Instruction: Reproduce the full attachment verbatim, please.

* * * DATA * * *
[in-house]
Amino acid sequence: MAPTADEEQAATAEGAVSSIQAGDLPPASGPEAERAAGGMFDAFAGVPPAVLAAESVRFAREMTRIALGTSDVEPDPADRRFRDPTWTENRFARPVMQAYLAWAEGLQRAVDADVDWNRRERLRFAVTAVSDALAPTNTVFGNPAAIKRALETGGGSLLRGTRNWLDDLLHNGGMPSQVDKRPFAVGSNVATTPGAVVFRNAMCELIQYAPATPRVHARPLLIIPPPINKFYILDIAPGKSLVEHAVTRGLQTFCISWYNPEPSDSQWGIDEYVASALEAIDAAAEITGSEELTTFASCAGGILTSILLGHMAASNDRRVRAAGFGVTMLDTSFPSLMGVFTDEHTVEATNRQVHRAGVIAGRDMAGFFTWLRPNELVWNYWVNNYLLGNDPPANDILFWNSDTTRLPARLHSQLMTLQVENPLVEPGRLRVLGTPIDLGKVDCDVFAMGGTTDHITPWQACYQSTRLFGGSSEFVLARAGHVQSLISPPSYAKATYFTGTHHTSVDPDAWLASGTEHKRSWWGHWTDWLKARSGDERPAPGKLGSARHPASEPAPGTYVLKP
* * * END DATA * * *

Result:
[in-house]
Amino acid sequence: MAPTADEEQAATAEGAVSSIQAGDLPPASGPEAERAAGGMFDAFAGVPPAVLAAESVRFAREMTRIALGTSDVEPDPADRRFRDPTWTENRFARPVMQAYLAWAEGLQRAVDADVDWNRRERLRFAVTAVSDALAPTNTVFGNPAAIKRALETGGGSLLRGTRNWLDDLLHNGGMPSQVDKRPFAVGSNVATTPGAVVFRNAMCELIQYAPATPRVHARPLLIIPPPINKFYILDIAPGKSLVEHAVTRGLQTFCISWYNPEPSDSQWGIDEYVASALEAIDAAAEITGSEELTTFASCAGGILTSILLGHMAASNDRRVRAAGFGVTMLDTSFPSLMGVFTDEHTVEATNRQVHRAGVIAGRDMAGFFTWLRPNELVWNYWVNNYLLGNDPPANDILFWNSDTTRLPARLHSQLMTLQVENPLVEPGRLRVLGTPIDLGKVDCDVFAMGGTTDHITPWQACYQSTRLFGGSSEFVLARAGHVQSLISPPSYAKATYFTGTHHTSVDPDAWLASGTEHKRSWWGHWTDWLKARSGDERPAPGKLGSARHPASEPAPGTYVLKP